Ideas at the heart of quantum theory, to do with randomness and the character of the molecules that make up the physical matter of our brains, lead some researchers to suggest humans can’t have free will.
A Q&A with Sabrina Patsch, Quantum Shorts Runner Up
What is your background in science?
I am a PhD student in theoretical quantum physics at the Free University of Berlin. However, I am almost finished and currently waiting for a date to defend my thesis.
Your story has a high-stakes game. What was the inspiration for your story?
First, I had the idea for the trapping mechanism, which is inspired by my own research: in quantum physics, we are able to freeze or confine dynamics using the quantum Zeno effect. In reality, this does not work for macroscopic objects like humans (yet, you never know!), but I thought it was a great premise for a story. The idea for the game was then heavily inspired by The Hunger Games. Only it’s not your competitors who kill you if you’re out in the open, it’s quantum physics.
What makes you interested in quantum physics?
That started quite early. The first time I heard about quantum physics was in school and I was immediately captivated. I found out that there was a whole new world hidden deep down which behaves utterly differently from what we experience in everyday life. I was so curious about what else might lurk in the shadows that I decided to study physics and ultimately investigate the quantum world myself.
What was your writing process like?
To be honest, a little rushed. I had the idea for the story long before the deadline but I handed in my PhD thesis only shortly before, so I did not have much time for the actual writing process. Luckily, I found the story to pour onto the paper almost by itself. Often, I write a bit too much and have to cut my text down heavily in the revision process. This time I only had a snapshot in mind, a scene from a film, so to say, and it worked like a charm.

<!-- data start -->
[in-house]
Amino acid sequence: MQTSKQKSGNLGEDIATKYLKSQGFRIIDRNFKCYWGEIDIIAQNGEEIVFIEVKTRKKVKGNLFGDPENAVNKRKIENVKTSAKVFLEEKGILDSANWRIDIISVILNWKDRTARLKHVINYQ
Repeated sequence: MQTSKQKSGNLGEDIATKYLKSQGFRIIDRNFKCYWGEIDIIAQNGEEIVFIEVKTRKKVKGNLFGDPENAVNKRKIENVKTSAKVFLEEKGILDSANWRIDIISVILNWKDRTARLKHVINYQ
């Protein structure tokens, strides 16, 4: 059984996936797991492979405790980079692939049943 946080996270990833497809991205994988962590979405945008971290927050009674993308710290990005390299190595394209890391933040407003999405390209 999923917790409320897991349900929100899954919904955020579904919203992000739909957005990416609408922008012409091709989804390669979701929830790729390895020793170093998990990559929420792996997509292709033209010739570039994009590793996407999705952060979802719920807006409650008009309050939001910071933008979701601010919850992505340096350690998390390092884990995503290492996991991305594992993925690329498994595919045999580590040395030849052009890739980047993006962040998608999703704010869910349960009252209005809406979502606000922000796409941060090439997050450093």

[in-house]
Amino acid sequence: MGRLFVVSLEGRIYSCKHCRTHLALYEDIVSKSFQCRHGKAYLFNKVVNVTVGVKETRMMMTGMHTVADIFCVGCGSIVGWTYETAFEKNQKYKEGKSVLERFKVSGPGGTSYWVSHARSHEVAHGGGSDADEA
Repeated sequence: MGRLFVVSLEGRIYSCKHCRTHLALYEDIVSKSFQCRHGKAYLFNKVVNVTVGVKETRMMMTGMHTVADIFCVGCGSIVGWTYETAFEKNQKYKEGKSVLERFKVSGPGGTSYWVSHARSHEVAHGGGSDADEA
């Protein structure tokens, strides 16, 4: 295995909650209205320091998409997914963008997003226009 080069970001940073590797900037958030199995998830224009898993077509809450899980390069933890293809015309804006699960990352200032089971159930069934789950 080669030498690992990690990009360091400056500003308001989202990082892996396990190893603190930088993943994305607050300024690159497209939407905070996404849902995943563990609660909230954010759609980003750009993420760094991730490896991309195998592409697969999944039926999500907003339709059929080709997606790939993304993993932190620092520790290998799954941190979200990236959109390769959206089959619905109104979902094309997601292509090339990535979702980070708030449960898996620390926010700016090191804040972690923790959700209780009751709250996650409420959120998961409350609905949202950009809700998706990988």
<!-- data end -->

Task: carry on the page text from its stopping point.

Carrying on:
What is your favourite science-inspired book?
That would be Jurassic Park. I watched the movies as a kid, at least partly, but I discovered the book only recently. I was amazed by the scientific details. They put graphs into the book! The book inspired me to write another short story which was my first one to get published: it’s about a desperate researcher who tries to save her career using a genetically modified pet. With Jurassic Park being my inspiration, I’m sure you can guess whether this ends well or not.
This is your second time entering Quantum Shorts. What does being a Quantum Shorts finalist mean to you?
I am really happy I made it to the shortlist! I discovered the competition two years ago and that was actually the first time I wrote a short story in my adult life. I enjoyed it so much that I continued writing. Quantum Shorts stays my favourite, however, since I can go “full quantum” and write about topics or effects that would be difficult to include when writing for a broader, less science-minded audience.